• According to (some) Christians, you don't need to be nice so long as you accept Jesus Christ as your personal savior. Take a look at some chick.com for numerous statements to this effect.

      • carus_erus says:

        These are the Christians who get off on the virgin birth and the ressurection, and then stick with the old testament for everything else.

        Anything Jesus actually *did* or *said* is a big no no.

        Being born, dying for original sin.. It's dramatic. Brings closure to the old testament. Being kind to your neighbour? The rich getting into heaven like a camel going through the eye of a needle? Forget it.

      • rapier1 says:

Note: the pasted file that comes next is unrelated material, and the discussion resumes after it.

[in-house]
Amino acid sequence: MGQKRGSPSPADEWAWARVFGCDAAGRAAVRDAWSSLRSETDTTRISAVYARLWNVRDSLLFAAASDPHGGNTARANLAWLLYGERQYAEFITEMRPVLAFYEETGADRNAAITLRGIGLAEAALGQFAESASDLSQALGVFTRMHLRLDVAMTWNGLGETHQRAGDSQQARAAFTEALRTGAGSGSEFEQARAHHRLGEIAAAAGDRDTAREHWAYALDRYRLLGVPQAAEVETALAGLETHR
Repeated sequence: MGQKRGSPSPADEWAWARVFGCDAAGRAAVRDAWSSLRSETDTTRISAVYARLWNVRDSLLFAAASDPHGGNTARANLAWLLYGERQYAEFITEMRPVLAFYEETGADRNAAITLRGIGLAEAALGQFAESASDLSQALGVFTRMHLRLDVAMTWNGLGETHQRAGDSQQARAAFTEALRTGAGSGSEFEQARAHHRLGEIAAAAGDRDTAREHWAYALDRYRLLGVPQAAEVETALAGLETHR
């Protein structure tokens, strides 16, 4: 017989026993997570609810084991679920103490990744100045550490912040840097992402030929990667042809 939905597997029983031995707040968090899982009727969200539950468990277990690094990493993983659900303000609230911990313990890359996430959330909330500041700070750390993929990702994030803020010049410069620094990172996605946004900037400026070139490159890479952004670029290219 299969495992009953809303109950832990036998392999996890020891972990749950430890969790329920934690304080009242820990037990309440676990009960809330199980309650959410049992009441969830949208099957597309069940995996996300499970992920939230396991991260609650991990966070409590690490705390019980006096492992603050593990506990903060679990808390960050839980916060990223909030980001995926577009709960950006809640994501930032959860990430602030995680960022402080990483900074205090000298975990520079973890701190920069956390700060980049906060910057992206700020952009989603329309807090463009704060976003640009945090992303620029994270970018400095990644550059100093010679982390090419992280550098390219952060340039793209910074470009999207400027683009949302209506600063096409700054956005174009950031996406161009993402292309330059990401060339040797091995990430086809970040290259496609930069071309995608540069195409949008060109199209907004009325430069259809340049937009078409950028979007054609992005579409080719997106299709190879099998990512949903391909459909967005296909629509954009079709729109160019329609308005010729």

Many people are assholes. They'll use whatever veneer they have available to justify their actions. Do you really think these people would be any different if they were atheists?

  10. heliocide says:

    Great post today, jwz. My next stop was this, which immediately suggested itself as related.

  11. rapier1 says:

    As a Catholic I know I'm supposed to be one of those gas huffing types many people seem to fear. Maybe I am. I mean, I believe in God. I also believe in Jesus. Likewise, I believe in evolution and the scientific method. I believe two men should get married if they want and that love is the greatest proof of God there is. I believe that abortion is wrong and that every woman deserves a choice*. I believe in cold hard facts. I believe that there is an ineffable divine presence.

    Mostly I believe that I feel bad for people that don't have the ability to be logical and illogical at the same time. Too many people are all wrapped up in being consistent and that just sort of seems sad to me. It just seems limiting to me. Which is probably a clear sign of an intrinsic insanity.